The Foreign Consuls Among Us by Cami  Hofstadter

The Foreign Consuls Among Us

Local Bridges to Globalism
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KIRKUS REVIEW

This expanded second edition adds a global perspective to a surprisingly readable explanation of foreign consuls.

Arguably, Americans are generally less worldly in foreign affairs, in part because of the country’s physical isolation from much of the rest of the world. American citizens are also likely to be ignorant of foreign consuls, even though consuls may be located in their very communities. Yet as Hofstadter, a Finnish-born transplant to America who spent time as a consul, explains, these officials help “in the development of commercial, economic, cultural and scientific relations between their countries and the U.S. locales where they are posted.” The author handily explains what consuls are and their primary functions, as well as proper etiquette when it comes to dealing with them. While the book is most relevant for American government officials, academics, or businesspeople who might have interactions with foreign dignitaries, it could be of interest to a broader audience because it is so enjoyable to read. Hofstadter writes with a great deal of polish and good humor in a style that is informal yet authoritative. She is particularly adept at creating engaging chapter openings through her use of anecdotes that often demonstrate various blunders caused largely by people who haven’t a clue how to interact with consuls or how to make the best use of their services. The author discusses some of the key areas in which consuls have an impact, including facilitating travel as well as cross-border educational exchanges. Particularly interesting are explanations of the distinction between “career” and “honorary” consuls and the differences between consular and diplomatic personnel. Also useful (and somewhat dizzying) are the variety of definitions: “consul general,” “consul,” “vice consul,” “consulate,” “consular corps,” and “diplomat.” The details about how to address consuls (both in person and in written form) and seat them at events are admittedly mundane, but they will certainly help avoid embarrassment for individuals responsible for such things.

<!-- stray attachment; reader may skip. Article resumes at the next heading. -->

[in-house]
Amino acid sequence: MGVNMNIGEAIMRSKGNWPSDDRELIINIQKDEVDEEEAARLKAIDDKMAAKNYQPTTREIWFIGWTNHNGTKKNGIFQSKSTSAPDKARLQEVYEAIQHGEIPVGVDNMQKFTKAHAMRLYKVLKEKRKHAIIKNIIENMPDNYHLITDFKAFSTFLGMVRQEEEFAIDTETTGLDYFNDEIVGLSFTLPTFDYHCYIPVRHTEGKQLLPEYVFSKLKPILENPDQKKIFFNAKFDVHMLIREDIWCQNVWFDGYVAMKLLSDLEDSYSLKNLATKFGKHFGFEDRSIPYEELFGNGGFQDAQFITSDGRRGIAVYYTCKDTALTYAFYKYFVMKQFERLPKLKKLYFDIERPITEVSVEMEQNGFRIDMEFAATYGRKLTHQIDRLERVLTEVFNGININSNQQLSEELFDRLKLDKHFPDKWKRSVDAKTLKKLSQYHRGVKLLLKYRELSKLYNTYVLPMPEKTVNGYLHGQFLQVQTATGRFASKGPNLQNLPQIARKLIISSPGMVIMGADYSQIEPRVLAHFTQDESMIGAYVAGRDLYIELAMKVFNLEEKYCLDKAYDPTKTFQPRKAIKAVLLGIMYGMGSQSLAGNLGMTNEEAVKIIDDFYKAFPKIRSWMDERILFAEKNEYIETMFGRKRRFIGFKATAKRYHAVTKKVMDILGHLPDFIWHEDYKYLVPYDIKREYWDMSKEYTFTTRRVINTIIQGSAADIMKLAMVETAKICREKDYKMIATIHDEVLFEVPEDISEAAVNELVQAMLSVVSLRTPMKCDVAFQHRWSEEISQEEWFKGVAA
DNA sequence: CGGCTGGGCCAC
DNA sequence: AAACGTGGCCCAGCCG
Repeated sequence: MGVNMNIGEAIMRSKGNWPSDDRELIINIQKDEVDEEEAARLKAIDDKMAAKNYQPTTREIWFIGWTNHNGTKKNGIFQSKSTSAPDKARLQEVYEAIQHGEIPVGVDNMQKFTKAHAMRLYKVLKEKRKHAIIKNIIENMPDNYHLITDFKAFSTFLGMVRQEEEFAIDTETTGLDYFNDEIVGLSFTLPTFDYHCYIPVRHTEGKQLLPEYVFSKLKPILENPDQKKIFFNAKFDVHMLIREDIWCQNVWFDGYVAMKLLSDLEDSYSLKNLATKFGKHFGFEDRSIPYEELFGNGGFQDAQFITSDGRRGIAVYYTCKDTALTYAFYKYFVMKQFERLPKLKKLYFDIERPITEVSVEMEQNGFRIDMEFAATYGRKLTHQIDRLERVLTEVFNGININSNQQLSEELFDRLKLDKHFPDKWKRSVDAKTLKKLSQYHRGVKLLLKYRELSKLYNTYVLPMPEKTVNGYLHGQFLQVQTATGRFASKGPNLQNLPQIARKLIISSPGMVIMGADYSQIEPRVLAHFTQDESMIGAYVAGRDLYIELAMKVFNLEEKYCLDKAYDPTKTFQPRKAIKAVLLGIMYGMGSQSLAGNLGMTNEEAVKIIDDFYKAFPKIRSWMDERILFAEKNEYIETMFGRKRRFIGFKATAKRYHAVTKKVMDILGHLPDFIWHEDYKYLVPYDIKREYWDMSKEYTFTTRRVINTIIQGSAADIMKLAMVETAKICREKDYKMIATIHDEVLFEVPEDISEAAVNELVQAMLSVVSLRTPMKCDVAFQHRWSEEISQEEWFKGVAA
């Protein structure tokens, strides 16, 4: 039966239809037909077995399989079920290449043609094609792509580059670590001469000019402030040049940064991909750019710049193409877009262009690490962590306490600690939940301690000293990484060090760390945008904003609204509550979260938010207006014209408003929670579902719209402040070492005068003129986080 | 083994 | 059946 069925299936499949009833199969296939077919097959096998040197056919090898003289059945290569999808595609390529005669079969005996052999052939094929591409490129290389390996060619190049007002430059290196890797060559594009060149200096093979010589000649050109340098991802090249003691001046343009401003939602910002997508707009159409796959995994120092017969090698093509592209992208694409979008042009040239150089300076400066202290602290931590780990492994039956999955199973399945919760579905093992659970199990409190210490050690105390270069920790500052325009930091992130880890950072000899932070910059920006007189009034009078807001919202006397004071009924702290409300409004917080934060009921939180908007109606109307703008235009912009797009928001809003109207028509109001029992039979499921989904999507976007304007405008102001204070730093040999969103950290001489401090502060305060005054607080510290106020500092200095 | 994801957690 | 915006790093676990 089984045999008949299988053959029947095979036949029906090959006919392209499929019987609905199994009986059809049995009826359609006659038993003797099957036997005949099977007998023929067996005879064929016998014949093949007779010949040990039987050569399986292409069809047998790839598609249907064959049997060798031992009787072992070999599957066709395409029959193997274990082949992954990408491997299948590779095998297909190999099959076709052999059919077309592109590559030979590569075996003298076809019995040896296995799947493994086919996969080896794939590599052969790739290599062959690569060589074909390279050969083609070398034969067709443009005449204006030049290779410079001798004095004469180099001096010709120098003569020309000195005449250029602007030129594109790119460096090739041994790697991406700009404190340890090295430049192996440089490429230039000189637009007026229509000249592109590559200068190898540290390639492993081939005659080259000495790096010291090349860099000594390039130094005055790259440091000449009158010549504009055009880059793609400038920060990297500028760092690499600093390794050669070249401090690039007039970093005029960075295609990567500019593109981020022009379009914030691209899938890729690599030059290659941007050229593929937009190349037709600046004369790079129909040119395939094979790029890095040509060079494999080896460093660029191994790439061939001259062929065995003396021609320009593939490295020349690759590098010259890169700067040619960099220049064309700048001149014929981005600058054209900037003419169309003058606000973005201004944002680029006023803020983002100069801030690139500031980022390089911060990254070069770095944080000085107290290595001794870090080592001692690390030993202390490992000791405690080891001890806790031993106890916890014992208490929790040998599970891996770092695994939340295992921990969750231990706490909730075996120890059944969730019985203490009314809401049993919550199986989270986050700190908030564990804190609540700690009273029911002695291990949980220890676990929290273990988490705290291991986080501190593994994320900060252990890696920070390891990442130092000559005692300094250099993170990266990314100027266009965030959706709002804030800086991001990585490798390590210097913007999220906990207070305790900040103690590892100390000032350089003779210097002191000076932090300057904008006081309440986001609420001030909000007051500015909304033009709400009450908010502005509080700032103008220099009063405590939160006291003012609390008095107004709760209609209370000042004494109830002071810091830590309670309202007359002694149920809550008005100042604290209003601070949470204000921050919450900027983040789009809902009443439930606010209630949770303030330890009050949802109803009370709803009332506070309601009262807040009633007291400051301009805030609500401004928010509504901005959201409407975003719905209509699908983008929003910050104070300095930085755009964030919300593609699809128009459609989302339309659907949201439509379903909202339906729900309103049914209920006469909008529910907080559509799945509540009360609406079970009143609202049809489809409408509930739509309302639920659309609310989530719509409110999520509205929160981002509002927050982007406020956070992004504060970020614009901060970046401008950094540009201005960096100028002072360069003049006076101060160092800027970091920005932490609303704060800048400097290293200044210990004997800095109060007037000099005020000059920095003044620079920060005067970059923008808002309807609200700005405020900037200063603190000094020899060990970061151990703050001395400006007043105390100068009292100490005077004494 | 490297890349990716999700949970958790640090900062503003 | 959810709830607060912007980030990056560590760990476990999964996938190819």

Well-written and lively, offering an engaging way to learn about the sometimes-perplexing world of foreign consulates.

Pub Date: Feb. 16th, 2015
ISBN: 978-0-9882169-1-4
Page count: 262pp
Publisher: Seagreen Press
Program: Kirkus Indie
Review Posted Online:
Kirkus Reviews Issue: Sept. 15th, 2015